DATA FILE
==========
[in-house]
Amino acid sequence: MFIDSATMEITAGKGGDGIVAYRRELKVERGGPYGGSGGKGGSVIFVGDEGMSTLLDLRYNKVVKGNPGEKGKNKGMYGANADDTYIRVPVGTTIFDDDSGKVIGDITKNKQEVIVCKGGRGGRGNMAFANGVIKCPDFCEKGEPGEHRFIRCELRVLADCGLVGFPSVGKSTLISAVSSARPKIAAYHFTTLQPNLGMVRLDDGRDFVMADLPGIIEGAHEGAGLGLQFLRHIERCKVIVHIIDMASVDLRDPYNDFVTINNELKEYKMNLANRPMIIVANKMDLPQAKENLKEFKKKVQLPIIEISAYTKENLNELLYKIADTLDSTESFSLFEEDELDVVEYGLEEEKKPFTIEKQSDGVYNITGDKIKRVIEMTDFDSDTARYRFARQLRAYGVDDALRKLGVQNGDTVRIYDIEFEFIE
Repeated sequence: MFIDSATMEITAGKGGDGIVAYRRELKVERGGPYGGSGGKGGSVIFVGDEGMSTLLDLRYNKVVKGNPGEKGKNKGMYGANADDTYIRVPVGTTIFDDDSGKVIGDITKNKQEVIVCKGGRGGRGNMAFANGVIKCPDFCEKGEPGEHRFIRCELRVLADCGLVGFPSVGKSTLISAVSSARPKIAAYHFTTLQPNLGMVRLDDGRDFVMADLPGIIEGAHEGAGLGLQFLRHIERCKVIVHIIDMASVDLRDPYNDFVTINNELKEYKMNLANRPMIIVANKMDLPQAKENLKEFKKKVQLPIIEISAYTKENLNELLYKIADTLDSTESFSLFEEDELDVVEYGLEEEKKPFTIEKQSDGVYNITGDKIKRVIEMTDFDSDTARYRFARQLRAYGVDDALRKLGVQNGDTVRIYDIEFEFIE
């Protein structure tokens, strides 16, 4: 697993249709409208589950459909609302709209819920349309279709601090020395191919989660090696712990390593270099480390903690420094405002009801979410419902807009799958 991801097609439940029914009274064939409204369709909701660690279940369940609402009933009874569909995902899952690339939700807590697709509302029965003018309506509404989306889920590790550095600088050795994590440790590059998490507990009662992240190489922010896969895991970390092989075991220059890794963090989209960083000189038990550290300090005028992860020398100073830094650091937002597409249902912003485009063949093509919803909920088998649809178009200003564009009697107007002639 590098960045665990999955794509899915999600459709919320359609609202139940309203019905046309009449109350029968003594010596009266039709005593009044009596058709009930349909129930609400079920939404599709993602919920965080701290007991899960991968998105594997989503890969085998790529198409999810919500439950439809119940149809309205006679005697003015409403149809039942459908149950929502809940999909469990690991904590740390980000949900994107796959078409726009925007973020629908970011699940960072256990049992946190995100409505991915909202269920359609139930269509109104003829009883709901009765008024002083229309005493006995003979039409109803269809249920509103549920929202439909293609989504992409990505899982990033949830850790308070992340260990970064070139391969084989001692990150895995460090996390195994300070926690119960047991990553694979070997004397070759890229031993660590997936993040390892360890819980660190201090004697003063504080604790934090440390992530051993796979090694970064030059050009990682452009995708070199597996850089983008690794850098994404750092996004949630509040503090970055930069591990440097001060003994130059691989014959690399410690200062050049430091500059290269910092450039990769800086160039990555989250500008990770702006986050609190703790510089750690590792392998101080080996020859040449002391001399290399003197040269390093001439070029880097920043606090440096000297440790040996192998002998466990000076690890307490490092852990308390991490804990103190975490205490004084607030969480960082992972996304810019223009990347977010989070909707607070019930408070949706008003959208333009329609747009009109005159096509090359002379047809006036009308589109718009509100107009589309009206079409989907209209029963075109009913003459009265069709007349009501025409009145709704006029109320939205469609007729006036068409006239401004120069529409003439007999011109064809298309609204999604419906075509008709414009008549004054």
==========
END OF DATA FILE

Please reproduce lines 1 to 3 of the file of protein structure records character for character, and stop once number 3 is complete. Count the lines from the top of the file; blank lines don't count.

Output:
[in-house]
Amino acid sequence: MFIDSATMEITAGKGGDGIVAYRRELKVERGGPYGGSGGKGGSVIFVGDEGMSTLLDLRYNKVVKGNPGEKGKNKGMYGANADDTYIRVPVGTTIFDDDSGKVIGDITKNKQEVIVCKGGRGGRGNMAFANGVIKCPDFCEKGEPGEHRFIRCELRVLADCGLVGFPSVGKSTLISAVSSARPKIAAYHFTTLQPNLGMVRLDDGRDFVMADLPGIIEGAHEGAGLGLQFLRHIERCKVIVHIIDMASVDLRDPYNDFVTINNELKEYKMNLANRPMIIVANKMDLPQAKENLKEFKKKVQLPIIEISAYTKENLNELLYKIADTLDSTESFSLFEEDELDVVEYGLEEEKKPFTIEKQSDGVYNITGDKIKRVIEMTDFDSDTARYRFARQLRAYGVDDALRKLGVQNGDTVRIYDIEFEFIE
Repeated sequence: MFIDSATMEITAGKGGDGIVAYRRELKVERGGPYGGSGGKGGSVIFVGDEGMSTLLDLRYNKVVKGNPGEKGKNKGMYGANADDTYIRVPVGTTIFDDDSGKVIGDITKNKQEVIVCKGGRGGRGNMAFANGVIKCPDFCEKGEPGEHRFIRCELRVLADCGLVGFPSVGKSTLISAVSSARPKIAAYHFTTLQPNLGMVRLDDGRDFVMADLPGIIEGAHEGAGLGLQFLRHIERCKVIVHIIDMASVDLRDPYNDFVTINNELKEYKMNLANRPMIIVANKMDLPQAKENLKEFKKKVQLPIIEISAYTKENLNELLYKIADTLDSTESFSLFEEDELDVVEYGLEEEKKPFTIEKQSDGVYNITGDKIKRVIEMTDFDSDTARYRFARQLRAYGVDDALRKLGVQNGDTVRIYDIEFEFIE